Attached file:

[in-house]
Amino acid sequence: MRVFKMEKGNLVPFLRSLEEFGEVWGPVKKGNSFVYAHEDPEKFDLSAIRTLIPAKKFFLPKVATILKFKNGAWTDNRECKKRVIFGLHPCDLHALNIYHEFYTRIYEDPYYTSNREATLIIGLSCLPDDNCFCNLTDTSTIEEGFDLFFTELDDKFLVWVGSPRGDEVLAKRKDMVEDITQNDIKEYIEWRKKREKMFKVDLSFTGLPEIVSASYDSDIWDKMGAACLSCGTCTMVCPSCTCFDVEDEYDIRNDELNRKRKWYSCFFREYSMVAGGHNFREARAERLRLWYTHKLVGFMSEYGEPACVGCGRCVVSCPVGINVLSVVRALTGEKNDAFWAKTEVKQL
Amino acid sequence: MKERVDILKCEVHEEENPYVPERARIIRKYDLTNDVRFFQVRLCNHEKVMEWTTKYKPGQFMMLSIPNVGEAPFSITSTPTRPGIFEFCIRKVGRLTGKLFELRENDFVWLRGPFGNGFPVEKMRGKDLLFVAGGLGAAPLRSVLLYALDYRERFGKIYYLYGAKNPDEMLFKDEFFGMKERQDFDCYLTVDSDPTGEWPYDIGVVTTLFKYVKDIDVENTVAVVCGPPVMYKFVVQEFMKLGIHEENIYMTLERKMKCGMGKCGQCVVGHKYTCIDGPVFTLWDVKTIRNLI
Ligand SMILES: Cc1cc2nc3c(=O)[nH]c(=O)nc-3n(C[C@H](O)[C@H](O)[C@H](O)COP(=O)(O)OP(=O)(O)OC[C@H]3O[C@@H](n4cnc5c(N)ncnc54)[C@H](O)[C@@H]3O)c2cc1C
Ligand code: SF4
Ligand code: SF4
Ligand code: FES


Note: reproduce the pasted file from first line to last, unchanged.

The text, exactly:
[in-house]
Amino acid sequence: MRVFKMEKGNLVPFLRSLEEFGEVWGPVKKGNSFVYAHEDPEKFDLSAIRTLIPAKKFFLPKVATILKFKNGAWTDNRECKKRVIFGLHPCDLHALNIYHEFYTRIYEDPYYTSNREATLIIGLSCLPDDNCFCNLTDTSTIEEGFDLFFTELDDKFLVWVGSPRGDEVLAKRKDMVEDITQNDIKEYIEWRKKREKMFKVDLSFTGLPEIVSASYDSDIWDKMGAACLSCGTCTMVCPSCTCFDVEDEYDIRNDELNRKRKWYSCFFREYSMVAGGHNFREARAERLRLWYTHKLVGFMSEYGEPACVGCGRCVVSCPVGINVLSVVRALTGEKNDAFWAKTEVKQL
Amino acid sequence: MKERVDILKCEVHEEENPYVPERARIIRKYDLTNDVRFFQVRLCNHEKVMEWTTKYKPGQFMMLSIPNVGEAPFSITSTPTRPGIFEFCIRKVGRLTGKLFELRENDFVWLRGPFGNGFPVEKMRGKDLLFVAGGLGAAPLRSVLLYALDYRERFGKIYYLYGAKNPDEMLFKDEFFGMKERQDFDCYLTVDSDPTGEWPYDIGVVTTLFKYVKDIDVENTVAVVCGPPVMYKFVVQEFMKLGIHEENIYMTLERKMKCGMGKCGQCVVGHKYTCIDGPVFTLWDVKTIRNLI
Ligand SMILES: Cc1cc2nc3c(=O)[nH]c(=O)nc-3n(C[C@H](O)[C@H](O)[C@H](O)COP(=O)(O)OP(=O)(O)OC[C@H]3O[C@@H](n4cnc5c(N)ncnc54)[C@H](O)[C@@H]3O)c2cc1C
Ligand code: SF4
Ligand code: SF4
Ligand code: FES